Tuesday, May 21, 2013

Post-Semester: Spring 2013

While I worked so hard this semester that I barely had time for any creative writing (besides work on the short novel for the workshop), though I did finish a few poems, I came away with, as always, some invaluable knowledge and know-how.

Novel Workshop

I had decided to go with a new project than work on a previous novel before joining the workshop. With my first submission, I got out some ideas and considered the structure for my short novel about a young man who is harassed by cops but can't tell anyone because everyone denies it. The criticism I received was very helpful and my second submission, I think, was much closer to what I had set out to do. I'm always overwhelmed after a workshop because there are so many things I didn't see that people bring up about my work and I sometimes doubt my abilities to "fix" all of the "problems." But, as the professor said, I'll just do the best I can. I don't want to give too much away about the content of the short novel. With some luck, I'll be finishing it this year, as part of my master's thesis, and publishing next.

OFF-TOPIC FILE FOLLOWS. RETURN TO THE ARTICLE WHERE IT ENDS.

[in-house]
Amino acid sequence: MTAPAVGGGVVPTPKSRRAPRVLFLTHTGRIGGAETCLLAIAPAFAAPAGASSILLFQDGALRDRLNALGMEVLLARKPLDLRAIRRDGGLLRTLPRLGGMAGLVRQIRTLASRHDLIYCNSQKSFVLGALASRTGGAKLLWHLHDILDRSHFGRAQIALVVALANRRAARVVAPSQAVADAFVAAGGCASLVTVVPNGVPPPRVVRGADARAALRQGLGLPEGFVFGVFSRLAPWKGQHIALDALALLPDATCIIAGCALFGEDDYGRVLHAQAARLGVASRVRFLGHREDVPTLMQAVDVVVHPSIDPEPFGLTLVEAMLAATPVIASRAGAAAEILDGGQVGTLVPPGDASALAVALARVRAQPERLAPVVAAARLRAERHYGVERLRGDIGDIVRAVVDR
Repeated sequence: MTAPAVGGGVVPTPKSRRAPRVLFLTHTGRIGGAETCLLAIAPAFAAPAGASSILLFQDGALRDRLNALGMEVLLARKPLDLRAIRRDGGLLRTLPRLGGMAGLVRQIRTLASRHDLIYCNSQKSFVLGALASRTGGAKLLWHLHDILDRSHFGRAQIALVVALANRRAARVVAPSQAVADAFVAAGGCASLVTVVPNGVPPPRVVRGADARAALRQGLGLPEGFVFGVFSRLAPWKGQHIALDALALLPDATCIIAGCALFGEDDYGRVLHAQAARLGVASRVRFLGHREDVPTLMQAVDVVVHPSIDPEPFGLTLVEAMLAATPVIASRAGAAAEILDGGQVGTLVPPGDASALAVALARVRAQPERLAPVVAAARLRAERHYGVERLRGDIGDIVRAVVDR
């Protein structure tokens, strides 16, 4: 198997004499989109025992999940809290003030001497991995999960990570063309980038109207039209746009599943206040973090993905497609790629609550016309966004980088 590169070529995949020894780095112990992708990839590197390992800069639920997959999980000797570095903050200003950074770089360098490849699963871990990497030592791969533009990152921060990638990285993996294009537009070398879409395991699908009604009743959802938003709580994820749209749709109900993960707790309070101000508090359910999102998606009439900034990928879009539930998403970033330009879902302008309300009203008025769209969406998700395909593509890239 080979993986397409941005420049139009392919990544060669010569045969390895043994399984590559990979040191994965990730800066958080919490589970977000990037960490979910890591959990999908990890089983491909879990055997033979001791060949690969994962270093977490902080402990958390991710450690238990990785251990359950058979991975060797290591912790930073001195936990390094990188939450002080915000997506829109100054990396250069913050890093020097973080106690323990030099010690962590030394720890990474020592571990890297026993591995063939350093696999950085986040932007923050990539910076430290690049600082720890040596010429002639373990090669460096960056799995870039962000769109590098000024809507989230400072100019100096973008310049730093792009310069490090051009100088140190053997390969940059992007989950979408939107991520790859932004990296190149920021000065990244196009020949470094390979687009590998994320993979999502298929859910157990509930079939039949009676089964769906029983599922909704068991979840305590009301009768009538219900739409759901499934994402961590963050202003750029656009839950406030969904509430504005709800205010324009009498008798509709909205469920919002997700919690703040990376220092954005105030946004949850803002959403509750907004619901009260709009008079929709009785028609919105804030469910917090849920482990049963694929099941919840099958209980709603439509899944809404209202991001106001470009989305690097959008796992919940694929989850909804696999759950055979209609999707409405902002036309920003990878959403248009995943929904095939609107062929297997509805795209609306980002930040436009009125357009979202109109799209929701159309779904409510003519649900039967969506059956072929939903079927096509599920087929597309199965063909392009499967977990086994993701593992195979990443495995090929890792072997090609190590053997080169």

Studies in Melville

I've already stated my newfound appreciation for Melville's pioneering brilliance in a previous post. Maybe what surprised me most was how enjoyable his very long works are! Yes, there are whole chapters of Redburn, White-Jacket, and Moby-Dick, among others, you can skip and not really miss anything regarding plot. But when Melville moves the story forward, it's compelling. The way he uses language, the prose poems, for instance, and his knack for story-telling rival much, if not outshine, most of what's published today.

American Studies

How a lit course should be run. There were no heavy-handed, longwinded lectures (as in some undergrad experiences of mine). Most of the class time actually involved student discussion and the professor mostly moderated. The course was about the books, books I won't soon forget, such as Katherine Anne Porter's Pale Horse, Pale Rider; Hemingway's The Sun Also Rises; Michael Herr's Dispatches; and so on. You just learn more, actually, when you are actively involved in the analysis, not just told what it all means and asked leading questions.

Minus the papers and stress of grades, etc., I would not mind being a student forever.

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